The Weird Week in Writing: Crashing Stephen King's place, Star Trek zombies, and dictionary drama

Author:
Publish date:


Freaky Friday—the latest from the weird and wonderful world of writing this week (followed, as always, by a prompt). Happy weekend!

Image placeholder title

Crashing King: Sure, you feel bad enough when you have a minor fender bender or when you accidentally reverse into your neighbor’s mailbox. But what if you swerved to avoid an oncoming car and caused $100,000 in damage to Stephen King’s custom fence—the one adorned with gargoyles and spiders? (Insert Christine joke here.)

RIP, OED: Although it still needs about 10 years of work, the hulking third edition of the Oxford English Dictionary—the one that a team of 80 lexicographers has been working on for more than two decades—isn’t likely to ever see print. Other nerds and I can now sneak off to consult how “heartbroken” is properly formatted and phonetically annotated in our 1989 editions.

Sarah Palin—One-Shot Wonder? A new single-issue comic book features the former Alaska governor saving the world from oil spills and nuclear meltdowns using … steam. That’s right: It’s Steampunk Palin time.

The Final (Mashup) Frontier: A new book features a Star Trek convention overrun by zombies who, apropos, happen to be undead Klingons and other Trek villains (and not wily antagonizing Star Wars fans). Hero Complex has the scoop on Night of the Living Trekkies.

HULK SPAWN! The last time I wrote about Drunk Hunk, the awesome inebriated superhero literary critic on Twitter, he had been unmasked. Curiously, a handful of other publishing-minded tweeting Hulks have sprung up, from Editor Hulk to Grammar Hulk to Franzen Hulk. And Bookstore Hulk: “BSHULK BELIEVE BOOKS MAKE EXCELLENT GIFTS. DESPITE LARGE GREEN FINGERS, HULK DEFT GIFTWRAPPER.”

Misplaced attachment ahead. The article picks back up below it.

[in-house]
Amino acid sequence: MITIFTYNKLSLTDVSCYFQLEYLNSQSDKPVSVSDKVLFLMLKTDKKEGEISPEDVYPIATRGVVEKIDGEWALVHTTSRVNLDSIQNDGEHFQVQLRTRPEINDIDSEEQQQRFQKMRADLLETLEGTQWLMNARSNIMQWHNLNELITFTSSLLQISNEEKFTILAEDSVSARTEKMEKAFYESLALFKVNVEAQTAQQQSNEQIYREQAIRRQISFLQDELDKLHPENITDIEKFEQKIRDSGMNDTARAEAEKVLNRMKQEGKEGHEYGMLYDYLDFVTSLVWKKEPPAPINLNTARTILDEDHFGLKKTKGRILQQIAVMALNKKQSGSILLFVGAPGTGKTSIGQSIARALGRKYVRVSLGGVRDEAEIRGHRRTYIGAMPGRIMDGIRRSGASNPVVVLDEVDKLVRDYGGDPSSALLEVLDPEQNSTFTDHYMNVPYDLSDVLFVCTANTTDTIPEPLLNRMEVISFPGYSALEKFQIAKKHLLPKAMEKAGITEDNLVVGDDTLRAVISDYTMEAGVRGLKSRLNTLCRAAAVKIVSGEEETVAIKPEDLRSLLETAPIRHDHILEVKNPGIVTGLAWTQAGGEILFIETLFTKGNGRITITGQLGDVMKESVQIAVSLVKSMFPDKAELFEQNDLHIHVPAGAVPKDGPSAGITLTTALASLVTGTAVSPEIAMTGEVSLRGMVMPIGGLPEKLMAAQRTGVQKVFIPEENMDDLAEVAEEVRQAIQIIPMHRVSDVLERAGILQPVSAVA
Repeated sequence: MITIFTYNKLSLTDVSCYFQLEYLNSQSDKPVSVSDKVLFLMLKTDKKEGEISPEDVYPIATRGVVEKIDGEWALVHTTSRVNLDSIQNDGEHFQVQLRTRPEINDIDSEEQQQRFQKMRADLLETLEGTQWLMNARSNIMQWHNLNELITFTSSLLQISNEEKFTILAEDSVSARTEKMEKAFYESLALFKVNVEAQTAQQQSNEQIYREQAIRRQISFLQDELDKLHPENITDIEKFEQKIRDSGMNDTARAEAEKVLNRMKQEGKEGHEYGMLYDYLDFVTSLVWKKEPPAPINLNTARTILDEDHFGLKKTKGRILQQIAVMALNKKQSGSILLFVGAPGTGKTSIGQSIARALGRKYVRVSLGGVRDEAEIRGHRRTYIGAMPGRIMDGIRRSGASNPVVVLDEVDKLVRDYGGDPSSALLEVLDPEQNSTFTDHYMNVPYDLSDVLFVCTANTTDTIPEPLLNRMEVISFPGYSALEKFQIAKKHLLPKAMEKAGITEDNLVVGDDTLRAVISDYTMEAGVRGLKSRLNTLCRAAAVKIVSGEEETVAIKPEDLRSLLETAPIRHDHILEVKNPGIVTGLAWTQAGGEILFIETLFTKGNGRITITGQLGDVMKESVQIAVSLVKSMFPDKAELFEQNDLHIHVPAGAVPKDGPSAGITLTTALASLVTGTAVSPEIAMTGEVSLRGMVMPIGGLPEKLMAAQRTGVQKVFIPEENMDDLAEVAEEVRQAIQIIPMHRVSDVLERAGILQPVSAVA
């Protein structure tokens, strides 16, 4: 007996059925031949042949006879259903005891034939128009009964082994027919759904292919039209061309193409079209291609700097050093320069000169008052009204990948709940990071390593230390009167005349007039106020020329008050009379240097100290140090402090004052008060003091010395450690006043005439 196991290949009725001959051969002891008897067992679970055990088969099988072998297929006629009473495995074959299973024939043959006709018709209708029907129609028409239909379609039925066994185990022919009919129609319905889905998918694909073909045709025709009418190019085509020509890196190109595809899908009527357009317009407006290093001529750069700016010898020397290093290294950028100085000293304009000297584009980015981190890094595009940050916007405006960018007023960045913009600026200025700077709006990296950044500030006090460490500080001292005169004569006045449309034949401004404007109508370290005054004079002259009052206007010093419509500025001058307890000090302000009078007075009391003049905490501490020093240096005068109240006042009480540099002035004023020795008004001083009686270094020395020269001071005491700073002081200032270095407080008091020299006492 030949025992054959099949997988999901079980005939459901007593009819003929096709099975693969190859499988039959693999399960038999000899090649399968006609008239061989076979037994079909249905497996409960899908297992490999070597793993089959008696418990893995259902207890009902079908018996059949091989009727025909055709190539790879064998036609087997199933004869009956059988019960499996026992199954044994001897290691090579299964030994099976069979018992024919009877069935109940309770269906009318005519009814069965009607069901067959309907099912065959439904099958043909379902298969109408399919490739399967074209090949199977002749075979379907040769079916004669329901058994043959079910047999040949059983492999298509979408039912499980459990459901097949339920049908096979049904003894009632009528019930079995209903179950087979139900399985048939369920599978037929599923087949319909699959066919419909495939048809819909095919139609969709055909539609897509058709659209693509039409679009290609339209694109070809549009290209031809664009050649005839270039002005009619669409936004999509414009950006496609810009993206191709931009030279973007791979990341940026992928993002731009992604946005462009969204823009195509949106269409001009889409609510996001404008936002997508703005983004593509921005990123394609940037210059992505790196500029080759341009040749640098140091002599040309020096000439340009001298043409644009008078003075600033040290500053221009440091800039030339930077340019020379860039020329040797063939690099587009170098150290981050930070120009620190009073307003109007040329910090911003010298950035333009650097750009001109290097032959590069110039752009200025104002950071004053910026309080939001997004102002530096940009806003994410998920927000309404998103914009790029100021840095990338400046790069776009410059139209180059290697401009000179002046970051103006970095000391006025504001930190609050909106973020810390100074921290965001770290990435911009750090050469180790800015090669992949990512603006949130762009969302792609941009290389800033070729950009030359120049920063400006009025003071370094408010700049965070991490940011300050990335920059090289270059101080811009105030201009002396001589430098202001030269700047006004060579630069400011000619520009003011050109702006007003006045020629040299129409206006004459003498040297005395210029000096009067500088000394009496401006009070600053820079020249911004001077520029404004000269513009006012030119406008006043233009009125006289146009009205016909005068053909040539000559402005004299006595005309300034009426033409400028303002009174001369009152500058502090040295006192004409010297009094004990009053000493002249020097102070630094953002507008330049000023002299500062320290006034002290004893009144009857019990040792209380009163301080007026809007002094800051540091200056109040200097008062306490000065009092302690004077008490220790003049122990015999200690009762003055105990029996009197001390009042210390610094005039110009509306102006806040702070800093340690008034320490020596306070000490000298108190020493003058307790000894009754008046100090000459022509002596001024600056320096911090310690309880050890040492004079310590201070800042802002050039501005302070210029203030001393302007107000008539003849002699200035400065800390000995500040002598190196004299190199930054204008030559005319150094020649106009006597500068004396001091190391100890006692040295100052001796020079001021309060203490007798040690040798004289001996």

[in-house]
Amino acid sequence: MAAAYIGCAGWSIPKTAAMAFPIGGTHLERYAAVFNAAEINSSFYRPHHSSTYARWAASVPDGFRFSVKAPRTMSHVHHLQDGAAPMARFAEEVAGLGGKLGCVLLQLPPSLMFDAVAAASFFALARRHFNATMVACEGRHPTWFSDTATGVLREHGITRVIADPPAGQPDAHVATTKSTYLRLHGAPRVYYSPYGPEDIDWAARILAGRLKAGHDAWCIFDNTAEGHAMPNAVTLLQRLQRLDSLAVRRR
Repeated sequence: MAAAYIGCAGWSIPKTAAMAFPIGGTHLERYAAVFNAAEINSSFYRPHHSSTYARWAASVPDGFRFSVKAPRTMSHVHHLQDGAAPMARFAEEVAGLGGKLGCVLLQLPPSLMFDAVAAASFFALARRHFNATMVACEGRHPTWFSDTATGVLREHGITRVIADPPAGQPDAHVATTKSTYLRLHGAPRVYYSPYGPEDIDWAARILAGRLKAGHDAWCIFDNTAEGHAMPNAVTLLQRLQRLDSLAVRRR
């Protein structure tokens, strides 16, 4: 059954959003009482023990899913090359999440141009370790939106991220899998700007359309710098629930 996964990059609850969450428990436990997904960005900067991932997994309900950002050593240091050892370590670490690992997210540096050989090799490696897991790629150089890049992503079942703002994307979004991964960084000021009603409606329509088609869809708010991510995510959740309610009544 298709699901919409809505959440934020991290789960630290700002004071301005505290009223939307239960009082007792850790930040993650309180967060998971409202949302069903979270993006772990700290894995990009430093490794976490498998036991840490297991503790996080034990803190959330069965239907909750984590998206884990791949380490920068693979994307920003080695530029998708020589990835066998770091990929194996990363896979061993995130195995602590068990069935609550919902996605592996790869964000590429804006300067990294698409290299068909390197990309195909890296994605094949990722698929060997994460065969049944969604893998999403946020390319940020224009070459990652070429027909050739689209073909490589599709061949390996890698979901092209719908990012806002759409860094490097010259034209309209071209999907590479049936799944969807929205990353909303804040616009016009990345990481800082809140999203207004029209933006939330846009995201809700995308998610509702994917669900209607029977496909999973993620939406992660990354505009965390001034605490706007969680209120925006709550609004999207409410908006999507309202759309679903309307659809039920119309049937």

Terribly Awkward Texting: Courtesy of Textees, a new finger-cap thing ($13) that helps you text better, and provides valuable lessons on the dark side of text errors with the following rap-infused commercial.

(Image of King's house: Via)

* * *

WRITING PROMPT: You can't handle the truth.
Feel free to take the following prompt home or post a
response (500 words or fewer, funny, sad or stirring) in the Comments section below.
By posting, you’ll be automatically entered in our
occasional around-the-office swag drawings.
If
you’re having trouble with the
captcha code sticking, e-mail your piece and the prompt to me at
writersdigest@fwmedia.com, with “Promptly” in the subject line, and I’ll
make sure it gets up.

It was a longshot, but your agent sold your memoir.
Now, meeting with your new publisher, you’re beginning to think the whole thing might have been a mistake.
“It’s incredible,” the publisher says. “And, I assume it’s all 100 percent true?”
You pause.


MORE RESOURCES FOR WRITERS

• If you're a freelance-inclined scribe, you might be interested in a new
bootcamp WD has in the works. Here's some info: "With publishing
companies laying off workers, freelance writers offer them a cheaper
alternative. But the sad truth is the success of a freelance writer
isn't usually just based on quality of work or marketing. It's often
about who's the most organized, has a clear plan for future goals, and
understands how to best execute it." Want to know how to do it? Check
out Eric Butterman's How to Get Freelance Work Bootcamp.

• Online
workshops for writers

• Get

Published with Writer’s Market

• Instantly download writing magazines, books, videos
&
more

• Sign

up for your
Writer’s Digest email newsletter & receive a FREE e-book